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02-26-2016, 02:54 PM   #16
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You need to seriously rethink your objectives.

Your exposure should be getting her skin tone right, and let the rest go where it needs to.

People get too fixated on blown highlights, at the expense of the remainder of the image.

You have about 0.01% of the image perfectly exposed at the loss of the remaining 99.99%.

Decide what you want exposed, properly, maybe -1stop on the singers skin tone in this shot, set your camera for -1ev exposure compensation, meter off the skin in TAV mode and be done with it.

02-26-2016, 04:16 PM   #17
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my objectives are pretty clear, to make the best and most usable photos (for the players). Maybe you mean I should seriously rethink my technique and acquire some more relevant knowledge? .. you are right. I will explore your metering recommendations. I have another session in about two weeks so I will report back on that issue. I don't agree with the % points but I do get the point. I tried to make it work because I really liked the composition. I tend to think that the end result I settle for is, especially in this kind of photo, the infamous trade-off. The highlight issue is interesting, I rarely push highlights, almost always pull them down.I'm not sure exactly what you mean regarding the blown highlights statement. Again, I wasn't trying to demonstrate perfect exposure technique (which I obviously don't have) only that I can sometimes overcome an exposure/noise problem indirectly and get something that works, though I would rather not have the problems to begin with...and I think you are suggesting that as well?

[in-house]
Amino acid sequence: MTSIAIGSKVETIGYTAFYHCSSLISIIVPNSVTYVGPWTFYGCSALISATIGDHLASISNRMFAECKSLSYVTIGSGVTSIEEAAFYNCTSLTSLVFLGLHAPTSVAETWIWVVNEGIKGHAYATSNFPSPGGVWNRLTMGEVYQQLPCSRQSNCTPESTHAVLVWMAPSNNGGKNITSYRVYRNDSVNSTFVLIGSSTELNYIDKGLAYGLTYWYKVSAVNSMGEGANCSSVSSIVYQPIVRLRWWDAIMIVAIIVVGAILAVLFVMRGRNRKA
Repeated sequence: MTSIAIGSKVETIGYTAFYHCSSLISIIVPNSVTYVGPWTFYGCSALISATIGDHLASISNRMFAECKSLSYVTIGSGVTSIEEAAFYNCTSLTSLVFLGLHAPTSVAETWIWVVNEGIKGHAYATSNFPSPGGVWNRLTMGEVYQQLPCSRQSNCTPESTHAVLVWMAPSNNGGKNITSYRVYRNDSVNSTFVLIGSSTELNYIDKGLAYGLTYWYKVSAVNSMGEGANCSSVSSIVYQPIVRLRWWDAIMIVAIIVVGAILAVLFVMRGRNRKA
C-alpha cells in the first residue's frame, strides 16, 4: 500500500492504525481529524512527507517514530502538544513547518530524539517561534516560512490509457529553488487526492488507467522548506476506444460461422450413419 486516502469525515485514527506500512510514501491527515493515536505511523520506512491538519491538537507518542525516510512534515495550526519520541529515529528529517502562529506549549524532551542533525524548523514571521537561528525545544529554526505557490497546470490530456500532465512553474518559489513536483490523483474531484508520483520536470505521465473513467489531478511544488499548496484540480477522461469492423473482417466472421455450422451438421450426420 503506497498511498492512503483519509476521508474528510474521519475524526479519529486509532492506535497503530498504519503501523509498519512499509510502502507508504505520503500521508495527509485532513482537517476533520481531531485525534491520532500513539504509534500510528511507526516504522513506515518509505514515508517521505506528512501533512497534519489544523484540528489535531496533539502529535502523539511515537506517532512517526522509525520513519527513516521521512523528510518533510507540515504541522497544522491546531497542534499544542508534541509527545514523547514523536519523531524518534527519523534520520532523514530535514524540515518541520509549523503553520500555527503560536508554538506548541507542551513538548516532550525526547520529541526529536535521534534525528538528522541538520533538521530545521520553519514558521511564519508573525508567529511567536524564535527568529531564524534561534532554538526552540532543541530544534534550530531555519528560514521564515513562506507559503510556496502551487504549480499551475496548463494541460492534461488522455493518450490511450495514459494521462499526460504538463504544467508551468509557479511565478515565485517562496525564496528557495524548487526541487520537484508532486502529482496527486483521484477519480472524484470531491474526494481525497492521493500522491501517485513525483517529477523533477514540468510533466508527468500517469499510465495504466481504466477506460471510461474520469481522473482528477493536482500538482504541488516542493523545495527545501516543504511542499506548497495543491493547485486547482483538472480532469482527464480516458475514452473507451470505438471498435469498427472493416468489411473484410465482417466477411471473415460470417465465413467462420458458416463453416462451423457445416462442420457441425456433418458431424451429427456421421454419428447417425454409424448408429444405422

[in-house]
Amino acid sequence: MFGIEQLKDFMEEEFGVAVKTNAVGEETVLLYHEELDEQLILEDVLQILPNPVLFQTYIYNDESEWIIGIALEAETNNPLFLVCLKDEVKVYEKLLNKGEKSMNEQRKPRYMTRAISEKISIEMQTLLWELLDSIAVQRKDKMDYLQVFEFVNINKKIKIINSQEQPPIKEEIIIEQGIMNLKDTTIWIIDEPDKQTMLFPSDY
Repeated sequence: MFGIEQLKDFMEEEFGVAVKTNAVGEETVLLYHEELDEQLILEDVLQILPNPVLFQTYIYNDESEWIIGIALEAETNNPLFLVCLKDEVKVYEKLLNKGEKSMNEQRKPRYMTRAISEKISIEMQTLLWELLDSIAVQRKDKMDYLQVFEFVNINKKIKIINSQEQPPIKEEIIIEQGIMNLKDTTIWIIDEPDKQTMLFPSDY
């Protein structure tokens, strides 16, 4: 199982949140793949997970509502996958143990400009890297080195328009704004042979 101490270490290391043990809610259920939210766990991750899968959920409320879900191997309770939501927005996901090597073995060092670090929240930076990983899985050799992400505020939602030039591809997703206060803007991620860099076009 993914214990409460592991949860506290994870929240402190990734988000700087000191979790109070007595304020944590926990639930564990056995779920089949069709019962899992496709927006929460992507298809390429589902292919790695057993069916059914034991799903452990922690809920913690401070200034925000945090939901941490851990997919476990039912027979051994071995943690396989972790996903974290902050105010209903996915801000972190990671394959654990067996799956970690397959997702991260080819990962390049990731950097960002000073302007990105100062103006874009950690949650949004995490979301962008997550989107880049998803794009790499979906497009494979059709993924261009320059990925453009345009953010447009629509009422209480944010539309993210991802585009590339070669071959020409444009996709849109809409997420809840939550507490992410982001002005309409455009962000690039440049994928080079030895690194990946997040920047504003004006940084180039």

02-26-2016, 06:39 PM   #18
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QuoteOriginally posted by Tandrew Quote
my objectives are pretty clear, to make the best and most usable photos (for the players). Maybe you mean I should seriously rethink my technique and acquire some more relevant knowledge? .. you are right. I will explore your metering recommendations. I have another session in about two weeks so I will report back on that issue. I don't agree with the % points but I do get the point. I tried to make it work because I really liked the composition. I tend to think that the end result I settle for is, especially in this kind of photo, the infamous trade-off. The highlight issue is interesting, I rarely push highlights, almost always pull them down.I'm not sure exactly what you mean regarding the blown highlights statement. Again, I wasn't trying to demonstrate perfect exposure technique (which I obviously don't have) only that I can sometimes overcome an exposure/noise problem indirectly and get something that works, though I would rather not have the problems to begin with...and I think you are suggesting that as well?
I really did mean your exposure objectives

I have shot in bars, performance halls auditoriums and everywhere the challenge is the same. I always shoot using the stage lighting, because it is part of the overall scene, and I always use spot metering and aim the central spot at what I want to be in the middle of the histogram, I let the remainder go where the lighting takes it, unless I want a wide overall shot